Gewaltbereitschaft und Sprachverzicht: Die filmische Verhandlung der Nahrungsmittelproduktion in Nikolaus Geyrhalters <i>Unser täglich Brot</i>
This article explores the aesthetic and rhetorical strategies in the Austrian food documentary Unser täglich Brot (Our Daily Bread, 2005) by Nikolaus Geyrhalter, which effectively call into question a system of violence against non-human living things manifest in monoculture and factory farming. While most contemporary food documentaries heavily rely on both a voice-over and interview segments–in other words, linguistic tools–in order to put forward their particular rhetorical agenda, Unser täglich Brot exhibits a striking absence of both the spoken word and written language (such as intertitles and subtitles), resulting in a state of speechlessness that allows the film to position itself against a “monological system” (Val Plumwood) responsible for the profound and encompassing ecological crisis we are now experiencing. While Geyrhalter avoids the linguistic mode of representation altogether, he brings forward what food producers strive to hide from the consumer’s eye: the alien ways of a mechanical, industrialized food production that relies heavily on herbicides and insecticides, as well as the optimized mass slaughter of animals that leaves behind hung-up carcasses the ornamental quality of which Geyrhalter’s camera aims to capture as well. While the question of human guilt is evoked by the film’s title, a line from the Lord’s Prayer, which fully reads “Give us each day our daily bread, and forgive us our sins,” Unser täglich Brot refuses to make an outspoken judgment–a rhetorical decision that makes the film’s aesthetic strategies even more effective.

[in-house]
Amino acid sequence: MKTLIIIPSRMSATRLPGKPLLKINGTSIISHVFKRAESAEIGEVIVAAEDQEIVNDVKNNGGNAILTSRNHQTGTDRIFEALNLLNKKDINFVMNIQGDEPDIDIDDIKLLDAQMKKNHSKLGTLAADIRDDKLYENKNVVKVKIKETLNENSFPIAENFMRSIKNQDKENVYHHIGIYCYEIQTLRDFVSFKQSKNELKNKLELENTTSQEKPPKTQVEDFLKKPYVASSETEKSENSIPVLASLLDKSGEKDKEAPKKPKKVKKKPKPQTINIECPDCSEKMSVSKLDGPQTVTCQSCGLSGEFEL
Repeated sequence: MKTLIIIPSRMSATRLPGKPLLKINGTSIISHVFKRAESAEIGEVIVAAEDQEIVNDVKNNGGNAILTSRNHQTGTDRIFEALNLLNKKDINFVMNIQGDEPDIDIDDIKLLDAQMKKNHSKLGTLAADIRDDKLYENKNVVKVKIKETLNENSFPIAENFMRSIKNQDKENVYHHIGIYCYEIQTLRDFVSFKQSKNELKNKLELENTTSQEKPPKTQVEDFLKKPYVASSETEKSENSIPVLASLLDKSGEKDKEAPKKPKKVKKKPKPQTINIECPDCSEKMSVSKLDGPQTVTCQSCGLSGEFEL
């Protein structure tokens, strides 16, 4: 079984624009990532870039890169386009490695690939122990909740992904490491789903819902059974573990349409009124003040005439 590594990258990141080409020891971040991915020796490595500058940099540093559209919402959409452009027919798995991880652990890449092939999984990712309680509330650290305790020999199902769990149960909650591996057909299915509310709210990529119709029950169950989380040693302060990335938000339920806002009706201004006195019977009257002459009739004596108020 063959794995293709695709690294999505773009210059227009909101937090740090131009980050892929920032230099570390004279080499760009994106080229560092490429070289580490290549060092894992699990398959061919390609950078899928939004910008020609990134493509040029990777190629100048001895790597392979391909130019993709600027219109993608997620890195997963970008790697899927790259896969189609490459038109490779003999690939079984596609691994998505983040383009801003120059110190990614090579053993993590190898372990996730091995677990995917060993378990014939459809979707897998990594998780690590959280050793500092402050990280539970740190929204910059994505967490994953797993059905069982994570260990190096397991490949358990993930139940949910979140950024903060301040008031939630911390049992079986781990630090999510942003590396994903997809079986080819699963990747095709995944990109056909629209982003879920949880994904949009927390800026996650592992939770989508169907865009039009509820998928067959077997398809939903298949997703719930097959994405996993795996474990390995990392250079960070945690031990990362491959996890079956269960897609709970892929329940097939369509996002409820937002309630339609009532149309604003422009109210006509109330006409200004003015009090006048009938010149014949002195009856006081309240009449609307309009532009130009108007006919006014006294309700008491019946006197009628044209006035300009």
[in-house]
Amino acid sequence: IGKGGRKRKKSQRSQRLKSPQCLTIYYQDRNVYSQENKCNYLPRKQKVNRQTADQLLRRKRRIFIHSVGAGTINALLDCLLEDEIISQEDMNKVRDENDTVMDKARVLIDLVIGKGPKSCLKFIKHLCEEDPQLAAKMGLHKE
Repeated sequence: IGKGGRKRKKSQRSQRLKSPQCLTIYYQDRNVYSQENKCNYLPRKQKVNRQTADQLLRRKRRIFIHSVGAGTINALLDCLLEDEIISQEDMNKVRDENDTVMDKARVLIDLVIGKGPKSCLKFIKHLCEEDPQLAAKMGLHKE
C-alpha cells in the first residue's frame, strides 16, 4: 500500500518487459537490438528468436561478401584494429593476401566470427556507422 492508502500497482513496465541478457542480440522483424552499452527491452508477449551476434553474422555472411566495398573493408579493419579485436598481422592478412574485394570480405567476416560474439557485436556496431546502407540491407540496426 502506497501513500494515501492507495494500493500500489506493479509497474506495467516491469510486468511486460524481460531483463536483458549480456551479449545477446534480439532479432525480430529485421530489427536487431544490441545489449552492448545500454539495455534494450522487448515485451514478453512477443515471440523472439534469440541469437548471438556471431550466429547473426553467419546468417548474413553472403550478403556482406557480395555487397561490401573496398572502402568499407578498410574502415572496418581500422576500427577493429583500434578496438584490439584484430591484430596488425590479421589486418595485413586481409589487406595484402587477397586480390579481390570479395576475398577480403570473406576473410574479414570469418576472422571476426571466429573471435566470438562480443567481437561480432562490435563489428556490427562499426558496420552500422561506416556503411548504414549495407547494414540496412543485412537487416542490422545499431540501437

Keywords: film, German, Geyrhalter, food production